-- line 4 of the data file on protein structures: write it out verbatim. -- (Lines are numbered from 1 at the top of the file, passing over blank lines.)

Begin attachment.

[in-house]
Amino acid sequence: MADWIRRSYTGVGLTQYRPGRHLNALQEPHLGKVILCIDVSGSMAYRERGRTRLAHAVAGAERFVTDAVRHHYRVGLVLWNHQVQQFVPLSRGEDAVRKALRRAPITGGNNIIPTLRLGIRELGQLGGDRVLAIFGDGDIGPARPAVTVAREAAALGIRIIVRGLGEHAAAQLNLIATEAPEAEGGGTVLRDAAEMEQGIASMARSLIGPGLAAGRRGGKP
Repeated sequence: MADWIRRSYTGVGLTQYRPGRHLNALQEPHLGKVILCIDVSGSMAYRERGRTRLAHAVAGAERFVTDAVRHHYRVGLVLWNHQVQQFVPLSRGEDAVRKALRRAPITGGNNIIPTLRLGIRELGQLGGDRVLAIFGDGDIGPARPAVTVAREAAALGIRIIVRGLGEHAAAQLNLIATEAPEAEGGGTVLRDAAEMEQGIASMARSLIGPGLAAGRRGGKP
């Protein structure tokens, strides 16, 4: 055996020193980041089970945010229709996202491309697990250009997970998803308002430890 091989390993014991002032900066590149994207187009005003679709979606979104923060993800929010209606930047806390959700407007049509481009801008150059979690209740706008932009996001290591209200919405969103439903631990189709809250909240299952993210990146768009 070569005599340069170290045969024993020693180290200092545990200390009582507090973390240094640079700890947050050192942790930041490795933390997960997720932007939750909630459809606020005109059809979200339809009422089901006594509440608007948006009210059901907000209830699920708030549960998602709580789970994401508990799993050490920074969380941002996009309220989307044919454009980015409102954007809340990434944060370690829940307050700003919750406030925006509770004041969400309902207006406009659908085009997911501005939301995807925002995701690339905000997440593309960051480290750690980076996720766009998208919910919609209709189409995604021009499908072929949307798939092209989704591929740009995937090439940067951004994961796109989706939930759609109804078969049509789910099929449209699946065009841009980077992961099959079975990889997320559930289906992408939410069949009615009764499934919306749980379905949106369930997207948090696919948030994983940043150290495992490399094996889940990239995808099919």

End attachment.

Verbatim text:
């Protein structure tokens, strides 16, 4: 055996020193980041089970945010229709996202491309697990250009997970998803308002430890 091989390993014991002032900066590149994207187009005003679709979606979104923060993800929010209606930047806390959700407007049509481009801008150059979690209740706008932009996001290591209200919405969103439903631990189709809250909240299952993210990146768009 070569005599340069170290045969024993020693180290200092545990200390009582507090973390240094640079700890947050050192942790930041490795933390997960997720932007939750909630459809606020005109059809979200339809009422089901006594509440608007948006009210059901907000209830699920708030549960998602709580789970994401508990799993050490920074969380941002996009309220989307044919454009980015409102954007809340990434944060370690829940307050700003919750406030925006509770004041969400309902207006406009659908085009997911501005939301995807925002995701690339905000997440593309960051480290750690980076996720766009998208919910919609209709189409995604021009499908072929949307798939092209989704591929740009995937090439940067951004994961796109989706939930759609109804078969049509789910099929449209699946065009841009980077992961099959079975990889997320559930289906992408939410069949009615009764499934919306749980379905949106369930997207948090696919948030994983940043150290495992490399094996889940990239995808099919």